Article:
Talent Development 6 Electronic Communication

August 6, 2020

The very first area of personal capability in the ATD Certification Institute Content Outline is “Communication.” Within that category, the second skill area reads: “Skill in applying verbal, written, and/or nonverbal communication techniques.”

Personally, I would add the concept of electronic communication to that bullet, because we continue to communicate more through electronic means than other ways.

Years ago, I saw many professionals make critical errors when trying to communicate online. That observation caused me to write a book on the topic way back in 2006. The book was titled “Understanding E-Body Language: Building Trust Online.” Most of the content is still valid today.

Here are a few of the key points I made in the book.

Use the right mode of communication

Every time we attempt to transfer information through communication, we have a choice of how to do it. For some topics, a “Town Hall Meeting” format will be best. Other times a phone call is the most appropriate, while for other situations an email would be the best choice.

The first rule in communication is to consider what mode to use for a particular situation. For example, if you are having an “e-grenade” battle with another person going back and forth with escalating rancor and distribution, it is a wise strategy to pick up the phone or walk down the hall to change to a less inflammatory method of communicating.

Email is not conversation

Because of the pattern of entering data and then getting a response before adding more information, we often think of email messages as if they are a conversation. But email communication is far different from conversation.

When we are face to face with another person, we have the opportunity to flex our tone, cadence, content, and message based on the real-time body language we observe on the part of the recipient.

In email, we have no ability to modify the message based on how it is being interpreted by the receiver.

We just take our whole unmodified message and put it in a box and plop in into the lap of the receiver. Never think of email as conversation. It is so much easier to get into trouble in email versus face to face communication.

Less is more in emails

To communicate at all, it is necessary for the recipient to not only open the note but to actually read the whole thing and absorb the meanings you put into it. If you have a reputation for sending long, rambling, poorly-formatted emails, you may think you are communicating, but if people just don’t bother to open your notes, then you are in error.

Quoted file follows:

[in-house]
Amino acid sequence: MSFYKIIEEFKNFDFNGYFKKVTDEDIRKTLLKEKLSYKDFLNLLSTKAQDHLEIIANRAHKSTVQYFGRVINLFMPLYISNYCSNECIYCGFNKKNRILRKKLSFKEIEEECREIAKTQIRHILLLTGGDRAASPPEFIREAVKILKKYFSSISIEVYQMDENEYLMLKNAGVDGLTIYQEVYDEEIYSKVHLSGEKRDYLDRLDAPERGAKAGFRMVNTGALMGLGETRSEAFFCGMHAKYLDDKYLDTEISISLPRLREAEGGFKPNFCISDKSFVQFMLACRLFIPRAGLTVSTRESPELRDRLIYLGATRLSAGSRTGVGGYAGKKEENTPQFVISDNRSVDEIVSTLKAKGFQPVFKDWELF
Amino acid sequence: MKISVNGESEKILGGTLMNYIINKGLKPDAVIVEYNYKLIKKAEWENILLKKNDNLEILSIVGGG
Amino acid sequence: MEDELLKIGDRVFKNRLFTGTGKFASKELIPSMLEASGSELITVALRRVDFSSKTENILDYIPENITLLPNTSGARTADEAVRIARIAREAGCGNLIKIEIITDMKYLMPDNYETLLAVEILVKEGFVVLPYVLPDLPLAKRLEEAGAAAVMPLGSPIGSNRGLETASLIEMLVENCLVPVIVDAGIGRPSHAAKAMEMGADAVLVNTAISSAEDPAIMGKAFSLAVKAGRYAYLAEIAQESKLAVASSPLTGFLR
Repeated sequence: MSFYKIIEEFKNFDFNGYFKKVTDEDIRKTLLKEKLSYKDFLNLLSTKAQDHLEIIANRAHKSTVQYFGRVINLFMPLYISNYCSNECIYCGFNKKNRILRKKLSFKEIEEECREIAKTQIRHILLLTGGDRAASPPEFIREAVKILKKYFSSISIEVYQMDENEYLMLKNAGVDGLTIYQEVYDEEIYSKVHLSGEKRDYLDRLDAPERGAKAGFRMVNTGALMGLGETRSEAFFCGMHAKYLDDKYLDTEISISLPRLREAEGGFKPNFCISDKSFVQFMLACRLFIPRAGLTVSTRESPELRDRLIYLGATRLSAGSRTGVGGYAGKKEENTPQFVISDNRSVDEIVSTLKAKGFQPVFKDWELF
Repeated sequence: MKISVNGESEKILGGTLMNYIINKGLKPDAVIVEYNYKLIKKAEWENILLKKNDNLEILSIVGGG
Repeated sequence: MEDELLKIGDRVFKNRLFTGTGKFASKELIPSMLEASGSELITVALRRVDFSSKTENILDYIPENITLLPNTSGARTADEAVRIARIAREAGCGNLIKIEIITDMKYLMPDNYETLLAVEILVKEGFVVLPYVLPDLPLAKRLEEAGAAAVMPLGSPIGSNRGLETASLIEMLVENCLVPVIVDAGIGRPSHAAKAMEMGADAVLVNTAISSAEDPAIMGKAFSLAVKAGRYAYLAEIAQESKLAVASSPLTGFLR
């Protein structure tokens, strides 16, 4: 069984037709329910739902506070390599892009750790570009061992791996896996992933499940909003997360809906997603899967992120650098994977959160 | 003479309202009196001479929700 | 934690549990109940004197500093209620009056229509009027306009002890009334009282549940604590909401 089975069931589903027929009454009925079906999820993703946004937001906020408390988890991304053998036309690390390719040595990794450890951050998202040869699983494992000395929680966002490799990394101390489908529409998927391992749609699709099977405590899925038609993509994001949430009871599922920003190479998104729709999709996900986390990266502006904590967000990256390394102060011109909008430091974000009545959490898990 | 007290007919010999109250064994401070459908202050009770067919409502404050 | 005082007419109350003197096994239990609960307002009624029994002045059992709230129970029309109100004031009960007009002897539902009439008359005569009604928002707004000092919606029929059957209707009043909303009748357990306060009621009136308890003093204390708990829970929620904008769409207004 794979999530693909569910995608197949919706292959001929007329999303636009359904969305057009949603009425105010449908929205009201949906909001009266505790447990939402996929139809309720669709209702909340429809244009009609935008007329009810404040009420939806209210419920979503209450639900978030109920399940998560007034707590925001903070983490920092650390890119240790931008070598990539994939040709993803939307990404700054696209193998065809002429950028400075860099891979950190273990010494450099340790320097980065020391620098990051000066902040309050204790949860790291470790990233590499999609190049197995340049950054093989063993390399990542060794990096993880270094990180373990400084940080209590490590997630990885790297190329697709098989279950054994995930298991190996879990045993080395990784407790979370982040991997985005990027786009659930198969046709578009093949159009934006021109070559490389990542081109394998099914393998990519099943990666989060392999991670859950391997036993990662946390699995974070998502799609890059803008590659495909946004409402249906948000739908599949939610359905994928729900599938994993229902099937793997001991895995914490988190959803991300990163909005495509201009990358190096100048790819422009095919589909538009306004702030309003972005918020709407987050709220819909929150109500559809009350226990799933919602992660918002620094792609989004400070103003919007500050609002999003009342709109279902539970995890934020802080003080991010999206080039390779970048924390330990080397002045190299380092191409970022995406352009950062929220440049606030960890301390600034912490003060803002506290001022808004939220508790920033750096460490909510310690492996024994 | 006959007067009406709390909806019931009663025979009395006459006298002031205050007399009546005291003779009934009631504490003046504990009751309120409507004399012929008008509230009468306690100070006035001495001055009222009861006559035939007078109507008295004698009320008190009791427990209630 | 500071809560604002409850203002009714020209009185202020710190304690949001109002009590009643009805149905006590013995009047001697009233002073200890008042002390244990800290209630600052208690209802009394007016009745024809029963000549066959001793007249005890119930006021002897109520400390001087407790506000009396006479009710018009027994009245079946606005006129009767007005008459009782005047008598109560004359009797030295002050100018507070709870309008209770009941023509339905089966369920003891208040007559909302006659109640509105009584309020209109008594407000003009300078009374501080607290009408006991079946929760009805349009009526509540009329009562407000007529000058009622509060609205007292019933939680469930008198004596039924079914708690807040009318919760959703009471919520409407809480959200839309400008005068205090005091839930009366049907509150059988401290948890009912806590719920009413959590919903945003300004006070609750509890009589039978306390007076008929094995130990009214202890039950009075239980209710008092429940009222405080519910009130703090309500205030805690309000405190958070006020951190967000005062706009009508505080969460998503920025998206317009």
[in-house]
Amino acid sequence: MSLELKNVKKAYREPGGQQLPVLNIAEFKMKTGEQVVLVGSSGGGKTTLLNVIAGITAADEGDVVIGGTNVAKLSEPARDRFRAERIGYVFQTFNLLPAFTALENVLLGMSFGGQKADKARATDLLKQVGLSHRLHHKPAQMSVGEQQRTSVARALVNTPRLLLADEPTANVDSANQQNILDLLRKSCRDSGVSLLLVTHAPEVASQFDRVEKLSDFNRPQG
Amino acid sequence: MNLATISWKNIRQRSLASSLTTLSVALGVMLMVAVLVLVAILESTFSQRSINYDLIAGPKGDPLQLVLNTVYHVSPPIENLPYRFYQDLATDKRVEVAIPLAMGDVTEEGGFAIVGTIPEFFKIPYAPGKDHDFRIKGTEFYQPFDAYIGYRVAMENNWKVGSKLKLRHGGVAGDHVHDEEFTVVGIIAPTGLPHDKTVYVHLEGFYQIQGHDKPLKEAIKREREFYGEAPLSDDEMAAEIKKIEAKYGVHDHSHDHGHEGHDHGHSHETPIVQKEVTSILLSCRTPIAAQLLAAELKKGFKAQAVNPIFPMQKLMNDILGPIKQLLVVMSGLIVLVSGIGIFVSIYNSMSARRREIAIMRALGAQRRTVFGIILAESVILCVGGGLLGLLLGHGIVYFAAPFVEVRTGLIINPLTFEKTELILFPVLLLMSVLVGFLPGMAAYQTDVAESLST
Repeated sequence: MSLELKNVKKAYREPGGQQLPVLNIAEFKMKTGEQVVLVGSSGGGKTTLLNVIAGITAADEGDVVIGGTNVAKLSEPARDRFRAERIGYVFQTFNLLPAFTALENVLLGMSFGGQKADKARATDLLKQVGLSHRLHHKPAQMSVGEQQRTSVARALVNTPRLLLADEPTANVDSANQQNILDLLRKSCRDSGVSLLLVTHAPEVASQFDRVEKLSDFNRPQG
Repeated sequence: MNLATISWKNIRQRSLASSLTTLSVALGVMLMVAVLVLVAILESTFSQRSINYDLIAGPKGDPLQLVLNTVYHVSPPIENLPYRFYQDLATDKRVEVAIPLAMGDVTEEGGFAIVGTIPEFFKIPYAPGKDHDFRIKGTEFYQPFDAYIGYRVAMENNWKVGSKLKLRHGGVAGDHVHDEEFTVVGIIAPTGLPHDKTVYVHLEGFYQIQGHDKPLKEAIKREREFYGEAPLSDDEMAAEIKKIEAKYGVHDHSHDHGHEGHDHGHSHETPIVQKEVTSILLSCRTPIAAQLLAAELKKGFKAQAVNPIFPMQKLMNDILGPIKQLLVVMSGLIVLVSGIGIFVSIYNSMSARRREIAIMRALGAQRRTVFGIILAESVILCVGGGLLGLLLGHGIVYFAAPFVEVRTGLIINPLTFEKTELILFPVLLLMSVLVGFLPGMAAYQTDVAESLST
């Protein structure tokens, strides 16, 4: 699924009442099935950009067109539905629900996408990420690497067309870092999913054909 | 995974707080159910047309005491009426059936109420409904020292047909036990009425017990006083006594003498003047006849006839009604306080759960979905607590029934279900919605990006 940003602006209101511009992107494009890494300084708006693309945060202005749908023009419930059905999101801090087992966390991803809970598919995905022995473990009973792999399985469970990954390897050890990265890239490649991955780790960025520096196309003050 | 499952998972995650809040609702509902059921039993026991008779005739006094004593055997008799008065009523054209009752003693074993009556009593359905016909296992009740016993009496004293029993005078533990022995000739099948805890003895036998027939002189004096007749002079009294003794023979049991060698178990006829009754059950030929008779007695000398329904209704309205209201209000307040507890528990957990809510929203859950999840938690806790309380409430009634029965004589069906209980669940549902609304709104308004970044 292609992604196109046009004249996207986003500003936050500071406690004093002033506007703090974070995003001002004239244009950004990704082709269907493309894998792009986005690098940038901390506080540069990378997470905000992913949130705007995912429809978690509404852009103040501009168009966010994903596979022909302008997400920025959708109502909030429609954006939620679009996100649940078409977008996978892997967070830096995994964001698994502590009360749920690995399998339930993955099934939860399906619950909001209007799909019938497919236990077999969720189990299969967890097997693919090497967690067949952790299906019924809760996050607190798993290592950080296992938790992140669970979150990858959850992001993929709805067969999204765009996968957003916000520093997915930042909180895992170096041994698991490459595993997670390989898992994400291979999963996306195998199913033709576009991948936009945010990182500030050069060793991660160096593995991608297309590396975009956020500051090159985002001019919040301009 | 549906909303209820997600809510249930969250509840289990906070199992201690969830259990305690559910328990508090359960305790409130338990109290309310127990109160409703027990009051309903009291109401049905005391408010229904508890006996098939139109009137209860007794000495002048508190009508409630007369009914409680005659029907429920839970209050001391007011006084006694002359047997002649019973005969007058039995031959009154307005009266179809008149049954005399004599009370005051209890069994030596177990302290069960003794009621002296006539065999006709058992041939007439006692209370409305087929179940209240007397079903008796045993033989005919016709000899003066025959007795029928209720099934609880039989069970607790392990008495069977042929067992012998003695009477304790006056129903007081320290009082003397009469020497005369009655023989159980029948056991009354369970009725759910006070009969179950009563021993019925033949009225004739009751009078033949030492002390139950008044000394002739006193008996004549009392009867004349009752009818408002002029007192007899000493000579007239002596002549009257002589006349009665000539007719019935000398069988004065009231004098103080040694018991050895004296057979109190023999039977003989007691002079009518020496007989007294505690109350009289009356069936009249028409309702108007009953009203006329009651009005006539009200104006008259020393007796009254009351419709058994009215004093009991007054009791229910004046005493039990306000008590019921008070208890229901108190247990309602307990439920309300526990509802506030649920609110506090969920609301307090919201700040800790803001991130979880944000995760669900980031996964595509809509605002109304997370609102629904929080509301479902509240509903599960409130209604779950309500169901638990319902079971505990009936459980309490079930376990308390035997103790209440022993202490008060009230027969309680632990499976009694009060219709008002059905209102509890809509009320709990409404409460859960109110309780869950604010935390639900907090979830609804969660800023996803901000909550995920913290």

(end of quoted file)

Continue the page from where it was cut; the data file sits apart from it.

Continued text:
You probably know someone who when you see their name pop up in your inbox, you say something like, “Oh no, not him again. I don’t even want to open this note because it will be upsetting to me and take me 15 minutes to unscramble.”

You know other people who you welcome in your inbox, because you anticipate their note will be well formatted BRIEF and easy to digest. Make sure you are perceived more like the second person than the first.

I have two rules of thumb to keep out of trouble.

Rule 1 – Your email should be able to be read and interpreted in 15-30 seconds. If there is more detail necessary, consider a different form of communication or use optional attachments.

Rule 2 – Make sure that when the reader opens up your note, he or she can see the signature at the bottom of the FIRST page. The reason is that if the text of a note goes “over the horizon” to more pages to come, it puts the reader off because the person does not know how long this note is going to be.

Subject and first sentence set the tone for a note

Before a person opens your note, the only bits of information are your name and the subject. Make sure the subject is clear and unambiguous.

Then, when the person opens up the note, the very first few words will actually set the tone for the entire note. Make sure you start off on the right foot with the reader.

It is best to avoid having the first word be “You.” Reason: regardless of the content to follow, the tone of the first word puts the reader on the defensive. This is especially true if you would follow the pronoun with an absolute (eg “You always,” or “You never”).

Be cheerful but not banal. For example, “Hi George” is a good start, but if it is followed by “I trust this note finds you and your loved ones feeling well” you have lost credibility. Also, while I am on the topic of banal, please do not write at the end of your note, “and remember we will all get through this together.” It was old several months ago.

Emails are permanent documents

Once you hit the send button, you have lost control of the information. It can go to anyone else at any time in the future. When we speak to others, the half life of the information is a few days to a week, but when it is online, the information is available forever. Try to mostly praise people online but coach them verbally.

If you use electronic means to criticize other people, there will likely be significant damage control necessary, as we witness by the tweets of some famous people.

Accomplish your objective

When you communicate online, you have an objective in mind. You want to obtain a positive reaction to your note. When you proofread your note before sending it (which is always a best practice) ask yourself if this content and format is going to get the reaction you wanted.

Write when you are yourself

We have all made the mistake of flashing out to others in email when we are upset. It is sometimes difficult to hold back, but it is always wise to send out notes only when you are in good control of all your faculties.